June 2017
Volume 58, Issue 8
Open Access
ARVO Annual Meeting Abstract  |   June 2017
Extrinsic noise modifies the post-receptoral pathway rod weights
Author Affiliations & Notes
  • Amithavikram R Hathibelagal
    Visual Science Laboratory, School of Optometry and Vision Science & Institute of Health and Biomedical Innovation, Queensland University of Technology, Brisbane, Queensland, Australia
  • Beatrix K Feigl
    Medical Retina Laboratory, School of Biomedical Sciences & Institute of Health and Biomedical Innovation, Queensland University of Technology, Brisbane, Queensland, Australia
    Queensland Eye Institute, Brisbane, Queensland, Australia
  • Andrew J Zele
    Visual Science Laboratory, School of Optometry and Vision Science & Institute of Health and Biomedical Innovation, Queensland University of Technology, Brisbane, Queensland, Australia
  • Footnotes
    Commercial Relationships   Amithavikram Hathibelagal, None; Beatrix Feigl, None; Andrew Zele, None
  • Footnotes
    Support  ARC-DP140100333
Investigative Ophthalmology & Visual Science June 2017, Vol.58, 5409. doi:
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    • Get Citation

      Amithavikram R Hathibelagal, Beatrix K Feigl, Andrew J Zele; Extrinsic noise modifies the post-receptoral pathway rod weights. Invest. Ophthalmol. Vis. Sci. 2017;58(8):5409.

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      © ARVO (1962-2015); The Authors (2016-present)

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Abstract

Purpose : Temporal white noise that selectively stimulates one of the three post-receptoral pathways (correlated noise) or a single type of photoreceptor class (uncorrelated noise) alters mesopic rod sensitivity (masking or facilitation) and increases variability in rod signalling (Hathibelagal, Feigl, Kremers & Zele, JOSA, 2015, 33(3), A93-A103); the mechanism underlying this phenomenon is unknown. We hypothesize that these effects could be due to a change in the observer decision criterion and/or altered rod weights in the post-receptoral pathways.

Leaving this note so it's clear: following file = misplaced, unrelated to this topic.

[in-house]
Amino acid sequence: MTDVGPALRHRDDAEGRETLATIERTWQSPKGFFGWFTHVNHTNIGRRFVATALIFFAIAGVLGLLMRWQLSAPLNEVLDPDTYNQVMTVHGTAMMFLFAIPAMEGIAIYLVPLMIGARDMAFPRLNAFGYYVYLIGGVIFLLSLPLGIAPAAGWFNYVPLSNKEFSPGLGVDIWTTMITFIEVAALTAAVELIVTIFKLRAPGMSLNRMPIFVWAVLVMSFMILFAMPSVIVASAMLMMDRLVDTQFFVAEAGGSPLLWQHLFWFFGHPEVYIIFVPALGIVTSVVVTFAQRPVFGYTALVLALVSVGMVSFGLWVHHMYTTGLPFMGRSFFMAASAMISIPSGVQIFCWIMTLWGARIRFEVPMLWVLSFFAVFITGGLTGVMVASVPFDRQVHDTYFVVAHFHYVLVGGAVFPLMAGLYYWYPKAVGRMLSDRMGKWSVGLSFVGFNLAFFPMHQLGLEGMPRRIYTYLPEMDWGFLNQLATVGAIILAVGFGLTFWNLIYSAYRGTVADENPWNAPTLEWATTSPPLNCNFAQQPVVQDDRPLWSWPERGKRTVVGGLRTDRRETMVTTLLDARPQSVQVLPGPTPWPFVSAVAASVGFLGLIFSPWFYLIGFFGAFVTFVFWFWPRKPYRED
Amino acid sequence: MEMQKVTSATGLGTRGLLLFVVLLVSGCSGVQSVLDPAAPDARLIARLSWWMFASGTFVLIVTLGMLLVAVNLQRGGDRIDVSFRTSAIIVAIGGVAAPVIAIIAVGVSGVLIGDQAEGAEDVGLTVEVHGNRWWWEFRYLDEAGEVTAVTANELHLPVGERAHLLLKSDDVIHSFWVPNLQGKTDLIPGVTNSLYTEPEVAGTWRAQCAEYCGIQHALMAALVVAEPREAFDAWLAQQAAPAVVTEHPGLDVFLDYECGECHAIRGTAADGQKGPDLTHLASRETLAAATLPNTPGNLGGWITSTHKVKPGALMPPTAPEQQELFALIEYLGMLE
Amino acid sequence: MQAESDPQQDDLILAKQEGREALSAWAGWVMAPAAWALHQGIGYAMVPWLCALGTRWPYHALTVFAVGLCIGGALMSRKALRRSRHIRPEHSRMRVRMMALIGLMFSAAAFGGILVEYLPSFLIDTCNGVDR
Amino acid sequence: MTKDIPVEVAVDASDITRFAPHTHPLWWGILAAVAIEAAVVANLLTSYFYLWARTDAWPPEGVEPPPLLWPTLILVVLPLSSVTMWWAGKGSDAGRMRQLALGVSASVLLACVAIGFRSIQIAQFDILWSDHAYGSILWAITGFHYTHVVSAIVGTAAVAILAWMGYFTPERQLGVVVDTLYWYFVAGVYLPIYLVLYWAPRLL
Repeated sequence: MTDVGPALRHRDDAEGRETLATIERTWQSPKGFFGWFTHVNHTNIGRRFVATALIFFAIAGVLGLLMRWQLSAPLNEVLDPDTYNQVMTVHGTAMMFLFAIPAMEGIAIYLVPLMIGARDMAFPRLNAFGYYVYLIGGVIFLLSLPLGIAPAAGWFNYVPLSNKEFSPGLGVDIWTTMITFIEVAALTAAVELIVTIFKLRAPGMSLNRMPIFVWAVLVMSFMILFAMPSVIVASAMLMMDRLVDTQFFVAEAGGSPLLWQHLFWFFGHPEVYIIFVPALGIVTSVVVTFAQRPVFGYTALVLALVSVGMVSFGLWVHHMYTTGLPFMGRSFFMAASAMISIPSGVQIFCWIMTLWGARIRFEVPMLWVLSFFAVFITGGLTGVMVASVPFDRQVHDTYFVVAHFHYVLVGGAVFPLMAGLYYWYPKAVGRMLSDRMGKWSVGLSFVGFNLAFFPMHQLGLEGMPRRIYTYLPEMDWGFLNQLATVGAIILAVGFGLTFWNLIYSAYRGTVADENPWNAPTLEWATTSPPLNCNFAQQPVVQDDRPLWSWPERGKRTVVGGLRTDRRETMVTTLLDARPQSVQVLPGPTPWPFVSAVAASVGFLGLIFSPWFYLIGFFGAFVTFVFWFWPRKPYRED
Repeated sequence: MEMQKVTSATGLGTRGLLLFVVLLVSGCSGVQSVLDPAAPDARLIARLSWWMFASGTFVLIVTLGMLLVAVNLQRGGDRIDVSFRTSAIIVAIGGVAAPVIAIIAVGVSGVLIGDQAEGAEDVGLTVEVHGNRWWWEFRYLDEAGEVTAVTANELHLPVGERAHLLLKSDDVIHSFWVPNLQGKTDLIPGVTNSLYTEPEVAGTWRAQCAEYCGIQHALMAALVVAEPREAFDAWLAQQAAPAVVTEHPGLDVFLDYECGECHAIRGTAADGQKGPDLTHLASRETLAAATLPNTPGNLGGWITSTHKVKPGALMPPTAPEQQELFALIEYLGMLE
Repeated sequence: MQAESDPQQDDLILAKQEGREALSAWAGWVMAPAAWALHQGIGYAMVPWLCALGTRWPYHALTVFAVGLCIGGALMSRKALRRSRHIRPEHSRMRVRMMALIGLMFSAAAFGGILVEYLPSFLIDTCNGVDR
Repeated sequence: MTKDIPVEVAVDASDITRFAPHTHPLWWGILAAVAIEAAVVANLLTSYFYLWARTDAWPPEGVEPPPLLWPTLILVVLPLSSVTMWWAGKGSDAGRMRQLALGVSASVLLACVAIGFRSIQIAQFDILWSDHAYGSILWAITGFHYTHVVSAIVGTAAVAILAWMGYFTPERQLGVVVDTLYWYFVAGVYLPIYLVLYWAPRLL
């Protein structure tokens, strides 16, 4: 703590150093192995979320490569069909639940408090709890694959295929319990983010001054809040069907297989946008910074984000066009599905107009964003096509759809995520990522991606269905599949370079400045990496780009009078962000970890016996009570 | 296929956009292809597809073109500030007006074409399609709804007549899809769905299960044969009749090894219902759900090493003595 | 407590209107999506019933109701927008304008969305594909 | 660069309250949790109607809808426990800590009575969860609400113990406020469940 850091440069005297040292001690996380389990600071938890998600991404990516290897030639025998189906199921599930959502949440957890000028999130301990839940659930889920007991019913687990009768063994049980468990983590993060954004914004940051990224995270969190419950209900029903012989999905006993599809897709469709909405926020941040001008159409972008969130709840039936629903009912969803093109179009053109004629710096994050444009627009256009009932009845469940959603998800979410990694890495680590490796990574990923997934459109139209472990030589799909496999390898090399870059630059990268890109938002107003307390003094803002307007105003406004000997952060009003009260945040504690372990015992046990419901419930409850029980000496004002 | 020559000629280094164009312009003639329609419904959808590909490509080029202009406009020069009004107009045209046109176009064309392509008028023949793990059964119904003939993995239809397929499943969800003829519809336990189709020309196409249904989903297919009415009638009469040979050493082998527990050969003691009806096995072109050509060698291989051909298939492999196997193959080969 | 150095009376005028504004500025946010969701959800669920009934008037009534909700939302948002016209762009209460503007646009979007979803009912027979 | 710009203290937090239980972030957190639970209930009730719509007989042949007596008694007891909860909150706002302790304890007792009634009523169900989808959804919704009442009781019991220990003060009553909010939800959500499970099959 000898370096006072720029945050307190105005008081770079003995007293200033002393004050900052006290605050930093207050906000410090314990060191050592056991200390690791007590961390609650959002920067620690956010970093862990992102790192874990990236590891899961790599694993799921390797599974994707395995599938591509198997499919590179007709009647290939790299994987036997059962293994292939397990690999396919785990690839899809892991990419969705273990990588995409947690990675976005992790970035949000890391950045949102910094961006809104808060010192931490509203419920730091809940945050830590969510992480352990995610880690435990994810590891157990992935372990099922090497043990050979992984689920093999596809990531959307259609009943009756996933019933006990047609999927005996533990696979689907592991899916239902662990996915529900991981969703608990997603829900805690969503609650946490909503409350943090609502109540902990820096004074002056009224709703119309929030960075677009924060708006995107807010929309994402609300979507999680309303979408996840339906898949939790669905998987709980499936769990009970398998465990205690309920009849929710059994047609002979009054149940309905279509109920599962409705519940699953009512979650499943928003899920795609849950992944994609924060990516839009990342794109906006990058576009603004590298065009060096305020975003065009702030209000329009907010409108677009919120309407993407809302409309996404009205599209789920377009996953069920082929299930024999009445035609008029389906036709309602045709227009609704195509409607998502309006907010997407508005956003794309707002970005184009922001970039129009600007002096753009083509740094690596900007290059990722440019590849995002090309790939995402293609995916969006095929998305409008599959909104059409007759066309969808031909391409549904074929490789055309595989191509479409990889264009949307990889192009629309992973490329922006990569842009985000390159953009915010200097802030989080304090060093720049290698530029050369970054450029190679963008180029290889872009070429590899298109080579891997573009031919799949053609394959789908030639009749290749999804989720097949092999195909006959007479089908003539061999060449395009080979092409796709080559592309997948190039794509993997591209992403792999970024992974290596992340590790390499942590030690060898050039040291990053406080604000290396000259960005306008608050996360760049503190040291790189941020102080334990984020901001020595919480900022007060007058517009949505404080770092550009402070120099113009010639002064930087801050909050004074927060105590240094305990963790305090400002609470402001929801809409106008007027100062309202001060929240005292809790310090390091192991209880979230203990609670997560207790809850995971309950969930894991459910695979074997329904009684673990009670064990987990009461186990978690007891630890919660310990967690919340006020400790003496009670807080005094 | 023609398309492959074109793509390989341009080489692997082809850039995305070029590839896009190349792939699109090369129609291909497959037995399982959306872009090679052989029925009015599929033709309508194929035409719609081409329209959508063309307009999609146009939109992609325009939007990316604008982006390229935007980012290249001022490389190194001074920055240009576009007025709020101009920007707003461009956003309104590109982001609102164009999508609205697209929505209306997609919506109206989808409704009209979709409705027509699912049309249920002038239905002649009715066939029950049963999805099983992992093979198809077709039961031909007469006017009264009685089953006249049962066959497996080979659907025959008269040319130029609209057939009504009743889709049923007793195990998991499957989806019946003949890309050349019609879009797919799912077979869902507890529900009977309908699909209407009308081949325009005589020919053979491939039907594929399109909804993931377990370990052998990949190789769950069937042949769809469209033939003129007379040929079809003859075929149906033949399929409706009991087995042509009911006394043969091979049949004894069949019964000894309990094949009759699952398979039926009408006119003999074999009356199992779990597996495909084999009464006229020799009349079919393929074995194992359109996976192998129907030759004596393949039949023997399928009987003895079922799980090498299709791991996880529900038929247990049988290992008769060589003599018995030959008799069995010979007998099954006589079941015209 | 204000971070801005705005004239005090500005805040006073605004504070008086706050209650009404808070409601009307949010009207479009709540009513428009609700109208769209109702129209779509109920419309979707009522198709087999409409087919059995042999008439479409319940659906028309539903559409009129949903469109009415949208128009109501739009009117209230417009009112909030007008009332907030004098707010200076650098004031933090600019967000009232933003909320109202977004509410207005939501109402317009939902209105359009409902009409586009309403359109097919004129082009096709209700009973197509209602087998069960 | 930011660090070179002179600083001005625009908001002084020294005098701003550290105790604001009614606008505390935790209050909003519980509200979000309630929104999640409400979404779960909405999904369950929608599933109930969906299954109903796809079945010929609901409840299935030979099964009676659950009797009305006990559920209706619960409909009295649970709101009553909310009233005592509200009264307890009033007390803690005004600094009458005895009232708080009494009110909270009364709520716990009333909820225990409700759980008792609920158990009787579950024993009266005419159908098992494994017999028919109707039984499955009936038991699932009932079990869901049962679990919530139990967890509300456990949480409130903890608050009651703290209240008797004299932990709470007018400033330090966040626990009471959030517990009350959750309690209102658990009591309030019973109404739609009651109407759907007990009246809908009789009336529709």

Methods : The rod and three cone photoreceptor excitations were independently controlled using a four-primary photostimulator to generate correlated and uncorrelated temporal white noise (0-255 Hz). Experiment 1 measured receiver operating characteristic (ROC) curves using a method of constant stimuli with rod incremental pulses by varying the stimulus probability (10-90%). The probability scores were converted to Z-scores and plotted in inverse cumulative Gaussian axes. Experiment 2 estimated the rod signal weights by perceptually matching a 20% rod incremental pulse (50-250ms) by altering the L+M (MC pathway), L/[L+M] (PC pathway) and S/[L+M] (KC pathway) cone excitations. The magnitude and ratio of rod weights in the post-receptoral pathways were quantified with noise and compared to a control condition (no noise). The resultant noise and control matches were then compared to determine if there was a perceptual effect of the change in rod weights.

Results : In Experiment 1, the noise and control ROC slopes were parallel; rod noise (slope = 0.68) vs control (slope = 0.67); LMS noise (0.89) vs control (0.94); +L-M noise (0.93) vs control (0.92); S-cone noise (0.62) vs control (0.58). In Experiment 2, the correlated and uncorrelated noise decreased the luminance weights in 91% (40/44) of the test conditions and decreased the chromatic weights in 69.3% (61/88) of the test conditions. The change in rod weights were not accompanied by a perceptual difference in the colour match between the noise and control conditions for any stimulus duration.

Conclusions : Temporal white noise does not alter the observer decision criterion but acts to change the rod weights in the post-receptoral pathways, which may be an intrinsic response to noise to maintain constant visual perception.

This is an abstract that was submitted for the 2017 ARVO Annual Meeting, held in Baltimore, MD, May 7-11, 2017.

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